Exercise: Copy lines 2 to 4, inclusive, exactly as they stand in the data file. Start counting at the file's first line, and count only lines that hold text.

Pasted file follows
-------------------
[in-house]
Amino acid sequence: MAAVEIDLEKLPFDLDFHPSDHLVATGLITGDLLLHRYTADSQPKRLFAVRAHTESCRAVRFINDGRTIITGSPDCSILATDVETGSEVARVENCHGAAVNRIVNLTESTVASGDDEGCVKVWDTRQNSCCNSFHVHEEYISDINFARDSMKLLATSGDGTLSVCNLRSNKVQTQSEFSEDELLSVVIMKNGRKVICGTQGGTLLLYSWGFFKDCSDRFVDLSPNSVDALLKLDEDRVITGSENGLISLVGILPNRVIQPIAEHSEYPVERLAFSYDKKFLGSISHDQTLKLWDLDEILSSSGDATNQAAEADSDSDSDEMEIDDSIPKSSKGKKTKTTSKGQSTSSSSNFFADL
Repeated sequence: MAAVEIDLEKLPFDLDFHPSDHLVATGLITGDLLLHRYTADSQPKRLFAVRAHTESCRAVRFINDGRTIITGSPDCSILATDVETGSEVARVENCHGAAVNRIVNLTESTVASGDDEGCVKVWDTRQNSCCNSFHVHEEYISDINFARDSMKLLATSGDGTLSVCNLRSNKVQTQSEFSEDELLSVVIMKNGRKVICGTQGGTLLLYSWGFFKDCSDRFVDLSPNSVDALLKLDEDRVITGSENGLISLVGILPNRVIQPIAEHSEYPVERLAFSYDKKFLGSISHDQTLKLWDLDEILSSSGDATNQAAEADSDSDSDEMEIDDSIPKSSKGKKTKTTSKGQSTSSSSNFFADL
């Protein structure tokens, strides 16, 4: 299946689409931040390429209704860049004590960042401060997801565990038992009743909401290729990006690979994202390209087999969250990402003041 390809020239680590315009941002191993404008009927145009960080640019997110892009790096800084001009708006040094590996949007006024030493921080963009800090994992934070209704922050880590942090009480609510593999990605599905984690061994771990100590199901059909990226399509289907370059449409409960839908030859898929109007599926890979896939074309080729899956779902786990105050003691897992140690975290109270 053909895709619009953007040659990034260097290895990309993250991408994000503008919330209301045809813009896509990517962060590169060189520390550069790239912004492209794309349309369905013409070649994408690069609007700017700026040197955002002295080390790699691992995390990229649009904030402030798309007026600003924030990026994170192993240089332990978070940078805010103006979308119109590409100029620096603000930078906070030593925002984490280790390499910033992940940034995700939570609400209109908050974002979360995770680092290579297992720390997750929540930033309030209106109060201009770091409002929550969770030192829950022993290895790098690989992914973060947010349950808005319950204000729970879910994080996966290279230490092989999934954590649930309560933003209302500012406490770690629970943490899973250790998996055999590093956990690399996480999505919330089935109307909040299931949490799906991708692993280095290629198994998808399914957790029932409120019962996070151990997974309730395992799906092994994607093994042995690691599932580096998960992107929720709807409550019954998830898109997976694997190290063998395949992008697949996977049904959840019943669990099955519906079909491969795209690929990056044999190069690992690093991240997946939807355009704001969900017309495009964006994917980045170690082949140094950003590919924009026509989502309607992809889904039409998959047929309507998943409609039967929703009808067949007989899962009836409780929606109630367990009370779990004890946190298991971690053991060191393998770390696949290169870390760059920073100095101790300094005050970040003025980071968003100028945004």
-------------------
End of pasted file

Amino acid sequence: MAAVEIDLEKLPFDLDFHPSDHLVATGLITGDLLLHRYTADSQPKRLFAVRAHTESCRAVRFINDGRTIITGSPDCSILATDVETGSEVARVENCHGAAVNRIVNLTESTVASGDDEGCVKVWDTRQNSCCNSFHVHEEYISDINFARDSMKLLATSGDGTLSVCNLRSNKVQTQSEFSEDELLSVVIMKNGRKVICGTQGGTLLLYSWGFFKDCSDRFVDLSPNSVDALLKLDEDRVITGSENGLISLVGILPNRVIQPIAEHSEYPVERLAFSYDKKFLGSISHDQTLKLWDLDEILSSSGDATNQAAEADSDSDSDEMEIDDSIPKSSKGKKTKTTSKGQSTSSSSNFFADL
Repeated sequence: MAAVEIDLEKLPFDLDFHPSDHLVATGLITGDLLLHRYTADSQPKRLFAVRAHTESCRAVRFINDGRTIITGSPDCSILATDVETGSEVARVENCHGAAVNRIVNLTESTVASGDDEGCVKVWDTRQNSCCNSFHVHEEYISDINFARDSMKLLATSGDGTLSVCNLRSNKVQTQSEFSEDELLSVVIMKNGRKVICGTQGGTLLLYSWGFFKDCSDRFVDLSPNSVDALLKLDEDRVITGSENGLISLVGILPNRVIQPIAEHSEYPVERLAFSYDKKFLGSISHDQTLKLWDLDEILSSSGDATNQAAEADSDSDSDEMEIDDSIPKSSKGKKTKTTSKGQSTSSSSNFFADL
């Protein structure tokens, strides 16, 4: 299946689409931040390429209704860049004590960042401060997801565990038992009743909401290729990006690979994202390209087999969250990402003041 390809020239680590315009941002191993404008009927145009960080640019997110892009790096800084001009708006040094590996949007006024030493921080963009800090994992934070209704922050880590942090009480609510593999990605599905984690061994771990100590199901059909990226399509289907370059449409409960839908030859898929109007599926890979896939074309080729899956779902786990105050003691897992140690975290109270 053909895709619009953007040659990034260097290895990309993250991408994000503008919330209301045809813009896509990517962060590169060189520390550069790239912004492209794309349309369905013409070649994408690069609007700017700026040197955002002295080390790699691992995390990229649009904030402030798309007026600003924030990026994170192993240089332990978070940078805010103006979308119109590409100029620096603000930078906070030593925002984490280790390499910033992940940034995700939570609400209109908050974002979360995770680092290579297992720390997750929540930033309030209106109060201009770091409002929550969770030192829950022993290895790098690989992914973060947010349950808005319950204000729970879910994080996966290279230490092989999934954590649930309560933003209302500012406490770690629970943490899973250790998996055999590093956990690399996480999505919330089935109307909040299931949490799906991708692993280095290629198994998808399914957790029932409120019962996070151990997974309730395992799906092994994607093994042995690691599932580096998960992107929720709807409550019954998830898109997976694997190290063998395949992008697949996977049904959840019943669990099955519906079909491969795209690929990056044999190069690992690093991240997946939807355009704001969900017309495009964006994917980045170690082949140094950003590919924009026509989502309607992809889904039409998959047929309507998943409609039967929703009808067949007989899962009836409780929606109630367990009370779990004890946190298991971690053991060191393998770390696949290169870390760059920073100095101790300094005050970040003025980071968003100028945004």